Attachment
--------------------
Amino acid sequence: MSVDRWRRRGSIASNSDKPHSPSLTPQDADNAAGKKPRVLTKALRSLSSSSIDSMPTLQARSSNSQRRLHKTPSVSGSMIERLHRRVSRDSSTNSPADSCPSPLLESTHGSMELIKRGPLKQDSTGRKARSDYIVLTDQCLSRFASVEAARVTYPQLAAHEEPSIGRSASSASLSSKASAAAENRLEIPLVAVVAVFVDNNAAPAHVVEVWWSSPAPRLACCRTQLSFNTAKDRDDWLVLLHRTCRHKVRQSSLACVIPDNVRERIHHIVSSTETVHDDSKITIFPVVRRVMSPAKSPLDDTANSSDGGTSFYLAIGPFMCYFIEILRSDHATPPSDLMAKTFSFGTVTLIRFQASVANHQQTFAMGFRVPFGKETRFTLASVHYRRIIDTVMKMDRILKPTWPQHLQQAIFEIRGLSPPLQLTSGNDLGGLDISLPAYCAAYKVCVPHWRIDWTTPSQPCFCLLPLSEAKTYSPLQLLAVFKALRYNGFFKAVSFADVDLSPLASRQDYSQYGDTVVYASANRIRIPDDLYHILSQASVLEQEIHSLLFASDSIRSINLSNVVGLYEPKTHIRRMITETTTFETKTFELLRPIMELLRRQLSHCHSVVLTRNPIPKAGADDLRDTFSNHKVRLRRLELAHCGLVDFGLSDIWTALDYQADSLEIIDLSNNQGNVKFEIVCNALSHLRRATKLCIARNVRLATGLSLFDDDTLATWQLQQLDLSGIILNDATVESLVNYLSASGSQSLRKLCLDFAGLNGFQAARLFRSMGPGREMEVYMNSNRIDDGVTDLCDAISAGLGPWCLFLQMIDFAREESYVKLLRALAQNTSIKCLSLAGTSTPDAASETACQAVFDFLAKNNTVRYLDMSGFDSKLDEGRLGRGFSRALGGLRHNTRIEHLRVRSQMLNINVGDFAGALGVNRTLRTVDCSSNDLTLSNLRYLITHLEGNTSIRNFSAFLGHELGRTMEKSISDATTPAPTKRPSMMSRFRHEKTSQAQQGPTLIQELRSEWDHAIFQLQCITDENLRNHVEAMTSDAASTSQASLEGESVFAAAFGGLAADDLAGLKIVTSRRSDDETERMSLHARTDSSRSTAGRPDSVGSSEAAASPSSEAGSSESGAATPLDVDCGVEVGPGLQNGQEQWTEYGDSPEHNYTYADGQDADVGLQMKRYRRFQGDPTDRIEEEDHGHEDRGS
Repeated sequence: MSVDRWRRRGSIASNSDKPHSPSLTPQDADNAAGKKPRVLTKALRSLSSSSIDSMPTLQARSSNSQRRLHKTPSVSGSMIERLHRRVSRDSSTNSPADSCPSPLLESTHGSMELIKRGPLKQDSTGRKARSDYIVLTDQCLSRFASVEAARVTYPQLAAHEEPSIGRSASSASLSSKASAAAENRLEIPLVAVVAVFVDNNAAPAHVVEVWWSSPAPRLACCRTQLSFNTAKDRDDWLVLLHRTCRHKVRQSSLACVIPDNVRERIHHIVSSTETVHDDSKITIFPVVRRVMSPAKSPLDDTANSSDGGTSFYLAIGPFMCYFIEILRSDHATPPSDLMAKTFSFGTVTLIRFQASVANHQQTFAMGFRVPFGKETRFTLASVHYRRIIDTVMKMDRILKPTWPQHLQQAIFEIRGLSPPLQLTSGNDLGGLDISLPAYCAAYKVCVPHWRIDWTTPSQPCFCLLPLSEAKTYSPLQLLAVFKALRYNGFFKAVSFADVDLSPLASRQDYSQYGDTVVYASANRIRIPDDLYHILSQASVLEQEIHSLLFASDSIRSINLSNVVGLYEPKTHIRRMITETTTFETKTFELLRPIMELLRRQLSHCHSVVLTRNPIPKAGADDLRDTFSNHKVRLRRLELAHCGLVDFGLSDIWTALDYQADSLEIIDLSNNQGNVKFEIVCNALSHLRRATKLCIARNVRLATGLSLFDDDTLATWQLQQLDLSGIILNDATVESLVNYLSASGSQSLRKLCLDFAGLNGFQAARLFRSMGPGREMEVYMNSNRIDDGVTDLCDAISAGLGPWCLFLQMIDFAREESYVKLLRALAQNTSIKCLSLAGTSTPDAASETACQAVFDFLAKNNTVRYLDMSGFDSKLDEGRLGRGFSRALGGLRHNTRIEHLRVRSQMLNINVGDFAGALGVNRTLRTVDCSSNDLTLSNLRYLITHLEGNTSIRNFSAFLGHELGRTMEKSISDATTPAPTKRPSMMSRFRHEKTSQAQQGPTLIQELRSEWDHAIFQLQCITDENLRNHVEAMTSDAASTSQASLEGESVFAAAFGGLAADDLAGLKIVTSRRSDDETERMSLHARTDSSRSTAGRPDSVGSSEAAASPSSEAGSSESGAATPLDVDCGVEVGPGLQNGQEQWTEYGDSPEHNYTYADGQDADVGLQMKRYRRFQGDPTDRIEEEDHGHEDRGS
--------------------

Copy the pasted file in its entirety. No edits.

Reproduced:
Amino acid sequence: MSVDRWRRRGSIASNSDKPHSPSLTPQDADNAAGKKPRVLTKALRSLSSSSIDSMPTLQARSSNSQRRLHKTPSVSGSMIERLHRRVSRDSSTNSPADSCPSPLLESTHGSMELIKRGPLKQDSTGRKARSDYIVLTDQCLSRFASVEAARVTYPQLAAHEEPSIGRSASSASLSSKASAAAENRLEIPLVAVVAVFVDNNAAPAHVVEVWWSSPAPRLACCRTQLSFNTAKDRDDWLVLLHRTCRHKVRQSSLACVIPDNVRERIHHIVSSTETVHDDSKITIFPVVRRVMSPAKSPLDDTANSSDGGTSFYLAIGPFMCYFIEILRSDHATPPSDLMAKTFSFGTVTLIRFQASVANHQQTFAMGFRVPFGKETRFTLASVHYRRIIDTVMKMDRILKPTWPQHLQQAIFEIRGLSPPLQLTSGNDLGGLDISLPAYCAAYKVCVPHWRIDWTTPSQPCFCLLPLSEAKTYSPLQLLAVFKALRYNGFFKAVSFADVDLSPLASRQDYSQYGDTVVYASANRIRIPDDLYHILSQASVLEQEIHSLLFASDSIRSINLSNVVGLYEPKTHIRRMITETTTFETKTFELLRPIMELLRRQLSHCHSVVLTRNPIPKAGADDLRDTFSNHKVRLRRLELAHCGLVDFGLSDIWTALDYQADSLEIIDLSNNQGNVKFEIVCNALSHLRRATKLCIARNVRLATGLSLFDDDTLATWQLQQLDLSGIILNDATVESLVNYLSASGSQSLRKLCLDFAGLNGFQAARLFRSMGPGREMEVYMNSNRIDDGVTDLCDAISAGLGPWCLFLQMIDFAREESYVKLLRALAQNTSIKCLSLAGTSTPDAASETACQAVFDFLAKNNTVRYLDMSGFDSKLDEGRLGRGFSRALGGLRHNTRIEHLRVRSQMLNINVGDFAGALGVNRTLRTVDCSSNDLTLSNLRYLITHLEGNTSIRNFSAFLGHELGRTMEKSISDATTPAPTKRPSMMSRFRHEKTSQAQQGPTLIQELRSEWDHAIFQLQCITDENLRNHVEAMTSDAASTSQASLEGESVFAAAFGGLAADDLAGLKIVTSRRSDDETERMSLHARTDSSRSTAGRPDSVGSSEAAASPSSEAGSSESGAATPLDVDCGVEVGPGLQNGQEQWTEYGDSPEHNYTYADGQDADVGLQMKRYRRFQGDPTDRIEEEDHGHEDRGS
Repeated sequence: MSVDRWRRRGSIASNSDKPHSPSLTPQDADNAAGKKPRVLTKALRSLSSSSIDSMPTLQARSSNSQRRLHKTPSVSGSMIERLHRRVSRDSSTNSPADSCPSPLLESTHGSMELIKRGPLKQDSTGRKARSDYIVLTDQCLSRFASVEAARVTYPQLAAHEEPSIGRSASSASLSSKASAAAENRLEIPLVAVVAVFVDNNAAPAHVVEVWWSSPAPRLACCRTQLSFNTAKDRDDWLVLLHRTCRHKVRQSSLACVIPDNVRERIHHIVSSTETVHDDSKITIFPVVRRVMSPAKSPLDDTANSSDGGTSFYLAIGPFMCYFIEILRSDHATPPSDLMAKTFSFGTVTLIRFQASVANHQQTFAMGFRVPFGKETRFTLASVHYRRIIDTVMKMDRILKPTWPQHLQQAIFEIRGLSPPLQLTSGNDLGGLDISLPAYCAAYKVCVPHWRIDWTTPSQPCFCLLPLSEAKTYSPLQLLAVFKALRYNGFFKAVSFADVDLSPLASRQDYSQYGDTVVYASANRIRIPDDLYHILSQASVLEQEIHSLLFASDSIRSINLSNVVGLYEPKTHIRRMITETTTFETKTFELLRPIMELLRRQLSHCHSVVLTRNPIPKAGADDLRDTFSNHKVRLRRLELAHCGLVDFGLSDIWTALDYQADSLEIIDLSNNQGNVKFEIVCNALSHLRRATKLCIARNVRLATGLSLFDDDTLATWQLQQLDLSGIILNDATVESLVNYLSASGSQSLRKLCLDFAGLNGFQAARLFRSMGPGREMEVYMNSNRIDDGVTDLCDAISAGLGPWCLFLQMIDFAREESYVKLLRALAQNTSIKCLSLAGTSTPDAASETACQAVFDFLAKNNTVRYLDMSGFDSKLDEGRLGRGFSRALGGLRHNTRIEHLRVRSQMLNINVGDFAGALGVNRTLRTVDCSSNDLTLSNLRYLITHLEGNTSIRNFSAFLGHELGRTMEKSISDATTPAPTKRPSMMSRFRHEKTSQAQQGPTLIQELRSEWDHAIFQLQCITDENLRNHVEAMTSDAASTSQASLEGESVFAAAFGGLAADDLAGLKIVTSRRSDDETERMSLHARTDSSRSTAGRPDSVGSSEAAASPSSEAGSSESGAATPLDVDCGVEVGPGLQNGQEQWTEYGDSPEHNYTYADGQDADVGLQMKRYRRFQGDPTDRIEEEDHGHEDRGS